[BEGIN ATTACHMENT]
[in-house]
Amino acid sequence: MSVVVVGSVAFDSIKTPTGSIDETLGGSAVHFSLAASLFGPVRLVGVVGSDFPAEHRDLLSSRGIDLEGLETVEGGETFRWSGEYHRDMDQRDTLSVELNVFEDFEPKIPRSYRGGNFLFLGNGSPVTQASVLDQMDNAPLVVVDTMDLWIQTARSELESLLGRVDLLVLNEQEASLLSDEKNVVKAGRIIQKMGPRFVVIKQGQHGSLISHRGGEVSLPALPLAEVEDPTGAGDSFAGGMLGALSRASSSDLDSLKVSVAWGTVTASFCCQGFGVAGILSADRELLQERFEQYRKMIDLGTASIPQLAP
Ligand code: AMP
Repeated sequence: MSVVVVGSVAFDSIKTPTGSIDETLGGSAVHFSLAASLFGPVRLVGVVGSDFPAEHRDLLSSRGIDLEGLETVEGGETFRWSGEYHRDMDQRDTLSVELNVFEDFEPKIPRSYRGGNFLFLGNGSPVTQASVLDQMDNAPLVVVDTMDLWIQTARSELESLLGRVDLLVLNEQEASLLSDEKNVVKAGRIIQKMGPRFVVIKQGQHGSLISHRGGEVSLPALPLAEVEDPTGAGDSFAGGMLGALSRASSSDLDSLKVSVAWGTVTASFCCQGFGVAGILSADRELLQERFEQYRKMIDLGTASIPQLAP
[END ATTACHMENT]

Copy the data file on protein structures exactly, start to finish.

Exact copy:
[in-house]
Amino acid sequence: MSVVVVGSVAFDSIKTPTGSIDETLGGSAVHFSLAASLFGPVRLVGVVGSDFPAEHRDLLSSRGIDLEGLETVEGGETFRWSGEYHRDMDQRDTLSVELNVFEDFEPKIPRSYRGGNFLFLGNGSPVTQASVLDQMDNAPLVVVDTMDLWIQTARSELESLLGRVDLLVLNEQEASLLSDEKNVVKAGRIIQKMGPRFVVIKQGQHGSLISHRGGEVSLPALPLAEVEDPTGAGDSFAGGMLGALSRASSSDLDSLKVSVAWGTVTASFCCQGFGVAGILSADRELLQERFEQYRKMIDLGTASIPQLAP
Ligand code: AMP
Repeated sequence: MSVVVVGSVAFDSIKTPTGSIDETLGGSAVHFSLAASLFGPVRLVGVVGSDFPAEHRDLLSSRGIDLEGLETVEGGETFRWSGEYHRDMDQRDTLSVELNVFEDFEPKIPRSYRGGNFLFLGNGSPVTQASVLDQMDNAPLVVVDTMDLWIQTARSELESLLGRVDLLVLNEQEASLLSDEKNVVKAGRIIQKMGPRFVVIKQGQHGSLISHRGGEVSLPALPLAEVEDPTGAGDSFAGGMLGALSRASSSDLDSLKVSVAWGTVTASFCCQGFGVAGILSADRELLQERFEQYRKMIDLGTASIPQLAP